Buckle up, because this is sure to be a deep, dark journey!
Review sites are great — they’re pretty much one of the main ways people decide which restaurants and bars to go to these days.
And at the forefront of those review sites is Yelp, which is where our existential journey begins.
Yelp Elite user named ‘Paul A.’ (who gets bonus points for quoting Julia Child in his user bio … we see you, Paul) visited a coffee shop in upstate New York back in February 2017.
It was here, at Twin Peaks Coffee and Donuts in Tannersville, New York that Paul left a five-star rating (the best rating a business can receive on the website) and had a plethora of donuts alongside … well … A LOT of feelings.
Paul’s review of the “cafe-slash-antique store-slash-cave of dreams” (really setting the scene) started off positive, as expected for such a high rating.
Paul shared that he enjoyed a bountiful variety of different flavored donuts that were all “really good” along with some “good homefries” which would make one think that everything is just, overall, pretty good.
Things, however, seemed to take an existential turn when Paul entered the the antique store that is attached to the cafe and purchased an “antique fly made out of peacock feathers and polar bear fur.”
Photo credit: Yelp
Let’s take a deep dive, shall we?
“It is amazing there could be places like this, where moments seem to be solid, as if they were not something that immediately passes but somehow permanent. Is there some way we could live that would let us experience all of life this way?”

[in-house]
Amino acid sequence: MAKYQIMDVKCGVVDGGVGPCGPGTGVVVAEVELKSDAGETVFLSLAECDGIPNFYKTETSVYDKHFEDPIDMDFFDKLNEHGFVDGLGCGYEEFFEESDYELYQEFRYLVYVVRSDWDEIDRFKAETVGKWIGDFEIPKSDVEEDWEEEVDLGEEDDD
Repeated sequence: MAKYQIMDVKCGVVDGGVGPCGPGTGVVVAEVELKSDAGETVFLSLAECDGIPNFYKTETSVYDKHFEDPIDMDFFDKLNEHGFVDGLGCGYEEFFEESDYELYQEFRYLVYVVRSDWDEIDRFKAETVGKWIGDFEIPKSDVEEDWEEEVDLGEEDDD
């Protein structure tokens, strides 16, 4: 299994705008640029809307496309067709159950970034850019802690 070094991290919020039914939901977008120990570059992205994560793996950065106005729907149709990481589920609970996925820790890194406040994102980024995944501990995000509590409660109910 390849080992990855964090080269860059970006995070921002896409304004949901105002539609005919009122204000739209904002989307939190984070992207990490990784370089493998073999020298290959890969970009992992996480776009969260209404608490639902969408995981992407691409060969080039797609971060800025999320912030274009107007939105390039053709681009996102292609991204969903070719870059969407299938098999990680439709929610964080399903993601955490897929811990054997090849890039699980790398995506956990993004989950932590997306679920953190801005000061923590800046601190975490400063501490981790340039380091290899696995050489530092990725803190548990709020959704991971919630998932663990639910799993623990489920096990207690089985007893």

Nope, you didn’t accidentally open up an Emerson excerpt.
Paul A. actually just went there.
Is everyone okay? Is Paul okay?
He continues on:
“A small animal I love is dying, right now, and I know the answer is no.”
Okay, verdict is in! Paul A. is by no means okay!
Side note: Is the animal okay? Where is this animal? Did the animal survive? Why are we talking about death when we came here to talk about donuts?
“There is no way to make life a series of small objects to be put on a shelf. The moments of our lives rise up like smoke all around us.”
WHAT IS GOING ON!
We came here to read about the samoa donut, PAUL! Why are we now sitting here contemplating the last two decades of our lives through dissociative haze!
Paul redeems himself by ending on a somewhat hopeful (albeit, still extremely depressing) note:
“But then I hold the little frame, half-broken, and inside the fly some old man made decades ago, and I think 'maybe.'"
We need a drink.
And a donut.
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